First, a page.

It was a mid-week night, nothing special. We drove to Chinatown, parked on Webster Street in front of a furniture store selling beautiful rosewood and ceramic pieces. We peered through the window, shopping in our imaginations. “I’d take that one over there.” We walked down Webster to 9th and turned right, stopping to ooh and ahh at the art deco apartment building going up, all curves and angles and cream colors. We turned left on Franklin, passing Chinese restaurants and stores, a grocery store with great baskets of fruits and vegetables outside. A policeman and a policewoman passed us—on bicycles! Downtown Oakland also boasts police who ride lovely, perfectly mannered horses.
We turned onto 8th Street and into our destination, the Szechwan Restaurant, a small family-type place. We wanted the dinner-for-four special which comes with hot-and-sour soup, won tons, mixed vegetables, Szechwan beef, and best of all—Princess Chicken. The price per person is under $9. We drank two pots of tea; tea in a Chinese restaurant is better than any other tea in the world.
After we had read our fortunes aloud and had eaten our fortune cookies, the manager, a Chinese woman in her 30s, came to our table and we asked her about the Princess Chicken. The sauce is made with honey and garlic and chili peppers and sesame oil, she told us. Then she told us that the next time we come we should ask for some of the new items on the menu, too. Surely she doesn’t want to wean us from the Princess Chicken!
We left the restaurant and headed toward Broadway. Now the sidewalks were filled with Asian families enjoying that special summer weather in Oakland -warm from the day, but with a coolish breeze coming from the Bay. Daddies carried small children. Sounds of Vietnamese as well as Cantonese came by us.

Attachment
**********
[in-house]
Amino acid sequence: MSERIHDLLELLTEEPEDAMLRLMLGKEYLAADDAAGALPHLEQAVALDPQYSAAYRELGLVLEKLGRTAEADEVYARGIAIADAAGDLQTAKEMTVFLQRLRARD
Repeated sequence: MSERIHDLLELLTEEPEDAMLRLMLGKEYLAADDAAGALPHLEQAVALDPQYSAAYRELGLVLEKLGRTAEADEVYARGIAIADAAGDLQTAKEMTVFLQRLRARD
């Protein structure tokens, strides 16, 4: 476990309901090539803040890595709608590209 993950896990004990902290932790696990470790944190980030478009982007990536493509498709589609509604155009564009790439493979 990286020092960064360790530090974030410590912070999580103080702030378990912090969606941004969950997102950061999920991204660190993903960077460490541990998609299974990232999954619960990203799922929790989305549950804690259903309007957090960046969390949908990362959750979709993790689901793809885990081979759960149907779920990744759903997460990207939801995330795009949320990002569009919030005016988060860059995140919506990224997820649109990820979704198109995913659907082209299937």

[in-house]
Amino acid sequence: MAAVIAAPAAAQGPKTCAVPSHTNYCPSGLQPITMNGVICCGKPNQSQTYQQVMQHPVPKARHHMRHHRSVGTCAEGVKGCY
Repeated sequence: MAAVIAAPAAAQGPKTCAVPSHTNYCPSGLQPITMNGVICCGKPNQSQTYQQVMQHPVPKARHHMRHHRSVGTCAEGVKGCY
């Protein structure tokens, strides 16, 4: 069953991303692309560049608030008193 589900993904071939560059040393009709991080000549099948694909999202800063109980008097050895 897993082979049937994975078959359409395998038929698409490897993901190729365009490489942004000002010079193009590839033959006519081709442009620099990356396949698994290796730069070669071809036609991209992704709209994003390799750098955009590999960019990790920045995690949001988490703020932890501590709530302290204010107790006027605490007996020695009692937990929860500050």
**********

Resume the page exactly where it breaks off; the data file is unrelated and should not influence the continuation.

At 10th and Broadway we eschewed the Pare Oakland, the grand highrise hotel and convention center, and chose the graciously restored Washington Inn across the street and down a block. With its bevelled, etched, and stained glass, its plush Victorian carpet, and its mahogany wood, the inn, which has fewer than 50 rooms and serves a lavish complimentary breakfast, is everyone’s ideal of a downtown small hotel.
We each ordered a rye Old Fashioned and John, the barman, said, “I never get that order, but earlier tonight someone else asked for it!” We exchanged bantering with three black businessmen, coming from a late meeting at one of the high rise office buildings in the area, who sat next to us at the bar. The three businessmen finished their wine and, saying “Goodnight, John,” “See ya’, John,” left for their homes. They were replaced immediately by four conventioneers from the Pare Oakland. We whispered to the one wearing a big badge with a red ribbon and a green ribbon hanging from it, “Order a rye Old Fashioned! You can change your mind, but just do that first!”
John came over. “Hi,” said our conventioneer, “Remember last year you made me that perfect rye Old Fashioned? Could you make me another one just like that?” John looked at us and raised his eyebrows. We all began to laugh, and the conventioneer changed his order to Tuaca, a sweet liquor which we all tasted.
Finishing our drink, we left and walked back to Broadway, stopping to admire the almost-restored Victorian building on the corner and to exchange hopes that it would soon be filled with shops and businesses. Back on Broadway we passed a plate glass window and saw behind it a large room with some 50 people playing mah jong. Is there any game with more elegant gamepieces?
On the way to the car we stopped to admire a two-foot triangle of egg rolls, fresh from the fryer of a tiny Chinese cookery.
It was dark now, almost nine. We drove home around Lake Merritt. Its necklace of lights reflected in the black waters. The scene was a fitting end to a gentle Oakland evening.